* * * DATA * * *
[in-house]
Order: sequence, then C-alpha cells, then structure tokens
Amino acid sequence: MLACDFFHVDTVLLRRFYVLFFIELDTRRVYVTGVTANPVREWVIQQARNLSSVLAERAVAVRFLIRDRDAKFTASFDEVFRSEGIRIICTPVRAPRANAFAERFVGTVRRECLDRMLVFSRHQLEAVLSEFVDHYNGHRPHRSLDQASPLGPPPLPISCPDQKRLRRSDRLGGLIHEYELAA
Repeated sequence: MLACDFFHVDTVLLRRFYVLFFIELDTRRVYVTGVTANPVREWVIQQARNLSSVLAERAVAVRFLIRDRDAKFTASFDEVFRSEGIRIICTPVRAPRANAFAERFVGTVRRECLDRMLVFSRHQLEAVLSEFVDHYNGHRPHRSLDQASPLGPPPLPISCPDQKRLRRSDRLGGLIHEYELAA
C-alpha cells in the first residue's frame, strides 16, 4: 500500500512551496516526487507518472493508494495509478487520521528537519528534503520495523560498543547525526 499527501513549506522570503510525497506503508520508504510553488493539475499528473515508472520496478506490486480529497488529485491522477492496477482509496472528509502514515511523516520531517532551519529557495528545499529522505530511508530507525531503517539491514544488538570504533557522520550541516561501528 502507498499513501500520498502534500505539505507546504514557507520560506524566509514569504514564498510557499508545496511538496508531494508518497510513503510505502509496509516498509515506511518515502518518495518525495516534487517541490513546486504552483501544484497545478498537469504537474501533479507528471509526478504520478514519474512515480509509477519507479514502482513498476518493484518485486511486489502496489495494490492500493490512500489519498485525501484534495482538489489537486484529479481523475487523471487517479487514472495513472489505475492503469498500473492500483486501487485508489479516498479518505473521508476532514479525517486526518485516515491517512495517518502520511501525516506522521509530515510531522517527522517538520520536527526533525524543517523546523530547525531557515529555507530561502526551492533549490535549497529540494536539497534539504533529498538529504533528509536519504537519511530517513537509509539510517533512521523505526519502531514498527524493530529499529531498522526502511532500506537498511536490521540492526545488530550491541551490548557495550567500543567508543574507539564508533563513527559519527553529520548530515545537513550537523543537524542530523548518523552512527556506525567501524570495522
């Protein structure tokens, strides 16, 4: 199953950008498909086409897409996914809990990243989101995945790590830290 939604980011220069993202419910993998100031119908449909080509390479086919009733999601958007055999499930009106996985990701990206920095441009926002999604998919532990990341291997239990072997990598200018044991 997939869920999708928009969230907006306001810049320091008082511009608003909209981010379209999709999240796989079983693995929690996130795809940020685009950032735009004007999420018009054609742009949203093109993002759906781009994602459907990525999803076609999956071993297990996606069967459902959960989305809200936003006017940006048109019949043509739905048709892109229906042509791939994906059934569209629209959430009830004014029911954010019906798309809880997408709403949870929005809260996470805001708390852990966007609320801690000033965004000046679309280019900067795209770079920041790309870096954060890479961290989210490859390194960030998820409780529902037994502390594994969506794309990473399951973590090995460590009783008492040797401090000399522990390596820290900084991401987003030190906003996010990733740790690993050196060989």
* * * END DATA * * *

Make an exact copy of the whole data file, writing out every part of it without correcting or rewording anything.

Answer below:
[in-house]
Order: sequence, then C-alpha cells, then structure tokens
Amino acid sequence: MLACDFFHVDTVLLRRFYVLFFIELDTRRVYVTGVTANPVREWVIQQARNLSSVLAERAVAVRFLIRDRDAKFTASFDEVFRSEGIRIICTPVRAPRANAFAERFVGTVRRECLDRMLVFSRHQLEAVLSEFVDHYNGHRPHRSLDQASPLGPPPLPISCPDQKRLRRSDRLGGLIHEYELAA
Repeated sequence: MLACDFFHVDTVLLRRFYVLFFIELDTRRVYVTGVTANPVREWVIQQARNLSSVLAERAVAVRFLIRDRDAKFTASFDEVFRSEGIRIICTPVRAPRANAFAERFVGTVRRECLDRMLVFSRHQLEAVLSEFVDHYNGHRPHRSLDQASPLGPPPLPISCPDQKRLRRSDRLGGLIHEYELAA
C-alpha cells in the first residue's frame, strides 16, 4: 500500500512551496516526487507518472493508494495509478487520521528537519528534503520495523560498543547525526 499527501513549506522570503510525497506503508520508504510553488493539475499528473515508472520496478506490486480529497488529485491522477492496477482509496472528509502514515511523516520531517532551519529557495528545499529522505530511508530507525531503517539491514544488538570504533557522520550541516561501528 502507498499513501500520498502534500505539505507546504514557507520560506524566509514569504514564498510557499508545496511538496508531494508518497510513503510505502509496509516498509515506511518515502518518495518525495516534487517541490513546486504552483501544484497545478498537469504537474501533479507528471509526478504520478514519474512515480509509477519507479514502482513498476518493484518485486511486489502496489495494490492500493490512500489519498485525501484534495482538489489537486484529479481523475487523471487517479487514472495513472489505475492503469498500473492500483486501487485508489479516498479518505473521508476532514479525517486526518485516515491517512495517518502520511501525516506522521509530515510531522517527522517538520520536527526533525524543517523546523530547525531557515529555507530561502526551492533549490535549497529540494536539497534539504533529498538529504533528509536519504537519511530517513537509509539510517533512521523505526519502531514498527524493530529499529531498522526502511532500506537498511536490521540492526545488530550491541551490548557495550567500543567508543574507539564508533563513527559519527553529520548530515545537513550537523543537524542530523548518523552512527556506525567501524570495522
């Protein structure tokens, strides 16, 4: 199953950008498909086409897409996914809990990243989101995945790590830290 939604980011220069993202419910993998100031119908449909080509390479086919009733999601958007055999499930009106996985990701990206920095441009926002999604998919532990990341291997239990072997990598200018044991 997939869920999708928009969230907006306001810049320091008082511009608003909209981010379209999709999240796989079983693995929690996130795809940020685009950032735009004007999420018009054609742009949203093109993002759906781009994602459907990525999803076609999956071993297990996606069967459902959960989305809200936003006017940006048109019949043509739905048709892109229906042509791939994906059934569209629209959430009830004014029911954010019906798309809880997408709403949870929005809260996470805001708390852990966007609320801690000033965004000046679309280019900067795209770079920041790309870096954060890479961290989210490859390194960030998820409780529902037994502390594994969506794309990473399951973590090995460590009783008492040797401090000399522990390596820290900084991401987003030190906003996010990733740790690993050196060989």